Do you have an executive announcement? If so, please send to firstname.lastname@example.org.
Grand Canyon Univ. yesterday announced the "formation of the Colangelo School of Sports Business," and former Suns Chair JERRY COLANGELO "plans to be involved." Colangelo will "do some lecturing, help line up guest speakers from around the sports world, and each year, an outstanding second-year student will be mentored by him" (ARIZONA REPUBLIC, 10/26). GCU CEO BRIAN MUELLER said that attaching Colangelo’s name to the program is "part of an aggressive growth strategy aiming to double the number of its sports business students in six years" (SPORTSBUSINESS JOURNAL, 10/24 issue).
SPORTS & POLITICS: PRESIDENT OBAMA appeared on NBC’s “The Tonight Show” last night and addressed the NBA lockout. NBC’s Jay Leno noted Obama was a “huge basketball fan” and asked, “Who’s wrong?” Obama said the lockout “was heartbreaking” and added, “If you look at the NFL, they were able to settle theirs and I think they understood players, we’re making millions of dollars, owners some of us are worth billions of dollars. We should be able to figure out how to split a $9 billion pot so that our fans, who are allowing us to make all this money, can actually have a good season. I think the owners and the basketball players need to think the same way.” Obama said he’s “concerned” the whole season could be lost and “they need to remind themselves that the reason they are so successful is because a whole bunch of folks out there love basketball. Basketball has actually done well, but these kinds of lockout a lot of times takes a long time to recover from.” Obama went politically correct when Leno asked him for his World Series pick, with Obama saying, “My White Sox are not in there so I just want to see a good game. I do not take sides unless it’s my side” (“The Tonight Show,” NBC, 10/25).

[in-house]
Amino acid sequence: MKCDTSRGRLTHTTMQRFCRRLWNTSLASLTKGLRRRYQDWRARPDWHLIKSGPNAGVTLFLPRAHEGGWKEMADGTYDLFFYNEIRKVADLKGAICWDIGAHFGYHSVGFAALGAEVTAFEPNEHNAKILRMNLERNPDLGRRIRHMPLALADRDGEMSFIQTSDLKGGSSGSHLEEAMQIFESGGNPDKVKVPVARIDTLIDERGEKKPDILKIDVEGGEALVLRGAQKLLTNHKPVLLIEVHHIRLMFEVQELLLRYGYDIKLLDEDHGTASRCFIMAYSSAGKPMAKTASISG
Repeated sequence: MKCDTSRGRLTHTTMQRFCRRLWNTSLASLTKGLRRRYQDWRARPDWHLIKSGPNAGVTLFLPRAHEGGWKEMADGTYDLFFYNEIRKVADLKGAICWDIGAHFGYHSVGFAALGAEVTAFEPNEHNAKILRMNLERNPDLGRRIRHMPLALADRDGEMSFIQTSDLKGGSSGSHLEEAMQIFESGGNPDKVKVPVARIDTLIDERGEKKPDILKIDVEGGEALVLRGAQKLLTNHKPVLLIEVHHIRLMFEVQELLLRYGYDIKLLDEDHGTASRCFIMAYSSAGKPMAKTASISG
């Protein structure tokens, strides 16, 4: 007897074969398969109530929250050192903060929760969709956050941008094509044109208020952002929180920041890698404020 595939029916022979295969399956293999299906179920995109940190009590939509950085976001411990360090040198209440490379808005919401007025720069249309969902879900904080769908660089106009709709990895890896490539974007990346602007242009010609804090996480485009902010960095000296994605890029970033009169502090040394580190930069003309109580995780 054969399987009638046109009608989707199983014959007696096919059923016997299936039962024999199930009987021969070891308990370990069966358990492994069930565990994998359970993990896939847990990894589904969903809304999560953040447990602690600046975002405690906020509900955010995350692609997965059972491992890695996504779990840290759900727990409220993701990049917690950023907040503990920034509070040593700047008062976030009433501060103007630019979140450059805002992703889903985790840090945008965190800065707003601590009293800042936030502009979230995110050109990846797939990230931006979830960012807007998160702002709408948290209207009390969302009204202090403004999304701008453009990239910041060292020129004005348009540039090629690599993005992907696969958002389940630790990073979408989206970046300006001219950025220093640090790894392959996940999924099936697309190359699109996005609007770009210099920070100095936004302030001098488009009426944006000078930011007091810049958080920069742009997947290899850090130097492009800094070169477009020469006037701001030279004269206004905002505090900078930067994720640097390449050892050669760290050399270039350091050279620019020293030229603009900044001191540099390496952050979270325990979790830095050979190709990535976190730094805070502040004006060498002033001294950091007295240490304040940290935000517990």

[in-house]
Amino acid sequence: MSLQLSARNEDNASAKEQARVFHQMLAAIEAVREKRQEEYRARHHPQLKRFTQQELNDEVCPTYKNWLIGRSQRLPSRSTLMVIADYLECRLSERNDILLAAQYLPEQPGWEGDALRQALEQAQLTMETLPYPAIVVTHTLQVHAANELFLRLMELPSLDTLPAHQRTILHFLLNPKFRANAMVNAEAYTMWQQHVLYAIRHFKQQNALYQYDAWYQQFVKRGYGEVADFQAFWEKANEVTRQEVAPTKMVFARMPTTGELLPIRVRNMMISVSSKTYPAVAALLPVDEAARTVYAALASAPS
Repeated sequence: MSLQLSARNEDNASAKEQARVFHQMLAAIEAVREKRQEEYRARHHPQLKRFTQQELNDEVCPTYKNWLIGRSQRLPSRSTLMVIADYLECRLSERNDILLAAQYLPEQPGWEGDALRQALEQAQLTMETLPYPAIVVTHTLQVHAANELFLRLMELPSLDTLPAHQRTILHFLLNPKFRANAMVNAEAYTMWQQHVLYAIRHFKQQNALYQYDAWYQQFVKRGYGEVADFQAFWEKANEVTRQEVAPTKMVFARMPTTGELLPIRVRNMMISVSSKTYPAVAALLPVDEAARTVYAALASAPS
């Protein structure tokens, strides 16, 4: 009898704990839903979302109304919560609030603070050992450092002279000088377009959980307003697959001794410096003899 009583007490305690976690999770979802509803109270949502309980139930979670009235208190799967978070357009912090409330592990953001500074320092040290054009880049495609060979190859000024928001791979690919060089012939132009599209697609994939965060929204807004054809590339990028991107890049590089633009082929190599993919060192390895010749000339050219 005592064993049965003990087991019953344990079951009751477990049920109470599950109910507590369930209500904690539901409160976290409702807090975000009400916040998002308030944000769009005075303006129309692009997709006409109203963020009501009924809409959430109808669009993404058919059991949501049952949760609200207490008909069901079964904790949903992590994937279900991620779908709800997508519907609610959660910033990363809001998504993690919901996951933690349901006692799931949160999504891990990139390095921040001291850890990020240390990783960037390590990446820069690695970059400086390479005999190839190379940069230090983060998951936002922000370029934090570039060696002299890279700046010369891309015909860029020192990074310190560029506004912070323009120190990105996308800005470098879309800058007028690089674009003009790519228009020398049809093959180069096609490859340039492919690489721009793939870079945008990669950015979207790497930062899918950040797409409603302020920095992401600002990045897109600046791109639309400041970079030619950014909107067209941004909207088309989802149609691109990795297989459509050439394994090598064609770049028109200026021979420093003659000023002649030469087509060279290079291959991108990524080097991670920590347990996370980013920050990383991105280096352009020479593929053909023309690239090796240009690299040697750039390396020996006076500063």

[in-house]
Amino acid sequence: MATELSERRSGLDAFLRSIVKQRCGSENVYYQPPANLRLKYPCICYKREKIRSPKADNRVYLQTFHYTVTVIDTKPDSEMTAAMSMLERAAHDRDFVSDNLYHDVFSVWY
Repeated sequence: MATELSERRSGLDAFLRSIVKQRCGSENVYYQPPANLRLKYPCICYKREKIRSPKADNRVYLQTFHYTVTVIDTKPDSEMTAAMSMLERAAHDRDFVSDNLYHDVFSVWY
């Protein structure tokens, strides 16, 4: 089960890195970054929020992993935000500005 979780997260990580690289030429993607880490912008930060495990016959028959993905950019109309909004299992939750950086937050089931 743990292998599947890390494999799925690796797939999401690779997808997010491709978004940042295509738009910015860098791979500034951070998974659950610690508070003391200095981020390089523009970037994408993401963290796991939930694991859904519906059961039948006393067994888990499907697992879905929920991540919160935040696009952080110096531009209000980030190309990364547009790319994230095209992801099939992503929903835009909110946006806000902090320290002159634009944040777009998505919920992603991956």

ROOM SERVICE: BUFFALO BUSINESS FIRST's David Bertola profiles Sabres Dir of Creative Services FRANK CRAVOTTA, who is described as the "man behind the Buffalo Sabres new, 30,000 square foot locker room design at First Niagara Center." Cravotta used "input from ownership, coaches and players" like G RYAN MILLER and RW JASON POMINVILLE to create a floor plan. New York-based Cannon Design was the architect for the project, and Cravotta credits Sabres VP/Arena Operations STAN MAKOWSKI JR. "for overseeing the budget and being the project manager for all things outside the design element" (BIZJOURNALS.com, 10/25).
COURT REPORT: Georgia Primary Bank filed a lawsuit Oct. 18 against Basketball HOFer JULIUS ERVING and his corporation, The Erving Group Inc. of Atlanta claiming that he "owes more than $200,000 on a loan" (ATLANTA CONSTITUTION, 10/26). Meanwhile, SCP Auctions has listed 100 items from Erving’s personal collection, “including his 1983 76ers world championship ring.” Other items on the auction block “include his ABA championship rings from 1974 and 1976 with the New York Nets” (PHILADELPHIA INQUIRER, 10/26).
Evernham (c) presents $1M check to Ronald
McDonald House in Charlotte
IN MEMORY: Former Capital Cities/ABC exec DANIEL BURKE passed away yesterday at the age of 82. Burke, the father of NBCUniversal President & CEO STEVE BURKE, served as President & CEO of Capital Cities/ABC from '90-94. Upon his retirement from the company, he founded the Double-A Eastern League Portland Sea Dogs (THE DAILY).